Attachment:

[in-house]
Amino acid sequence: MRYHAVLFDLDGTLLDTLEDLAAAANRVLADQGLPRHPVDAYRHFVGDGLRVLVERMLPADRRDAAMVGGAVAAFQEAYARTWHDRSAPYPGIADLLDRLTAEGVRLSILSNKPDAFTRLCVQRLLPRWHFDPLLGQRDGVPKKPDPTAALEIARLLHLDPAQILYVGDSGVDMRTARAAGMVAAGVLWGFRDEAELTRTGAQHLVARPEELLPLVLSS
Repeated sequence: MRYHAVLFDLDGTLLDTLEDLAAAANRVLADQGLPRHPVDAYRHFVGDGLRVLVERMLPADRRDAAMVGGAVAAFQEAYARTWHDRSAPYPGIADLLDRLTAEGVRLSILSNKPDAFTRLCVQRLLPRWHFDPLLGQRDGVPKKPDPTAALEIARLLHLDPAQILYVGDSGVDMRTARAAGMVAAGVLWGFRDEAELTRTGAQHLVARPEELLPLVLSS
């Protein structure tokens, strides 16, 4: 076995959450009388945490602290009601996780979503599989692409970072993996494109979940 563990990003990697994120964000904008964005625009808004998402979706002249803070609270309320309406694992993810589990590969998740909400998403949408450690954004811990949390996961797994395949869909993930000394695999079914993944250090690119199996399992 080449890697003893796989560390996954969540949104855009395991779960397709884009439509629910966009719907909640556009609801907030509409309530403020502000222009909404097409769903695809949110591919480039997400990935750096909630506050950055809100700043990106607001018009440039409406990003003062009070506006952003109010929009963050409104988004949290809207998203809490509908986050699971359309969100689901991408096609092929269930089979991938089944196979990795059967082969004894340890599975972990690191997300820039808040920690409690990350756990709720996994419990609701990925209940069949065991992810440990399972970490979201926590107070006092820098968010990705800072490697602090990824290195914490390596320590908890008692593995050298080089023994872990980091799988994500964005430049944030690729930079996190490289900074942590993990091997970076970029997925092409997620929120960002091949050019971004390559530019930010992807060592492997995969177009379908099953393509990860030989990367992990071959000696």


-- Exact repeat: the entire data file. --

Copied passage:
[in-house]
Amino acid sequence: MRYHAVLFDLDGTLLDTLEDLAAAANRVLADQGLPRHPVDAYRHFVGDGLRVLVERMLPADRRDAAMVGGAVAAFQEAYARTWHDRSAPYPGIADLLDRLTAEGVRLSILSNKPDAFTRLCVQRLLPRWHFDPLLGQRDGVPKKPDPTAALEIARLLHLDPAQILYVGDSGVDMRTARAAGMVAAGVLWGFRDEAELTRTGAQHLVARPEELLPLVLSS
Repeated sequence: MRYHAVLFDLDGTLLDTLEDLAAAANRVLADQGLPRHPVDAYRHFVGDGLRVLVERMLPADRRDAAMVGGAVAAFQEAYARTWHDRSAPYPGIADLLDRLTAEGVRLSILSNKPDAFTRLCVQRLLPRWHFDPLLGQRDGVPKKPDPTAALEIARLLHLDPAQILYVGDSGVDMRTARAAGMVAAGVLWGFRDEAELTRTGAQHLVARPEELLPLVLSS
């Protein structure tokens, strides 16, 4: 076995959450009388945490602290009601996780979503599989692409970072993996494109979940 563990990003990697994120964000904008964005625009808004998402979706002249803070609270309320309406694992993810589990590969998740909400998403949408450690954004811990949390996961797994395949869909993930000394695999079914993944250090690119199996399992 080449890697003893796989560390996954969540949104855009395991779960397709884009439509629910966009719907909640556009609801907030509409309530403020502000222009909404097409769903695809949110591919480039997400990935750096909630506050950055809100700043990106607001018009440039409406990003003062009070506006952003109010929009963050409104988004949290809207998203809490509908986050699971359309969100689901991408096609092929269930089979991938089944196979990795059967082969004894340890599975972990690191997300820039808040920690409690990350756990709720996994419990609701990925209940069949065991992810440990399972970490979201926590107070006092820098968010990705800072490697602090990824290195914490390596320590908890008692593995050298080089023994872990980091799988994500964005430049944030690729930079996190490289900074942590993990091997970076970029997925092409997620929120960002091949050019971004390559530019930010992807060592492997995969177009379908099953393509990860030989990367992990071959000696």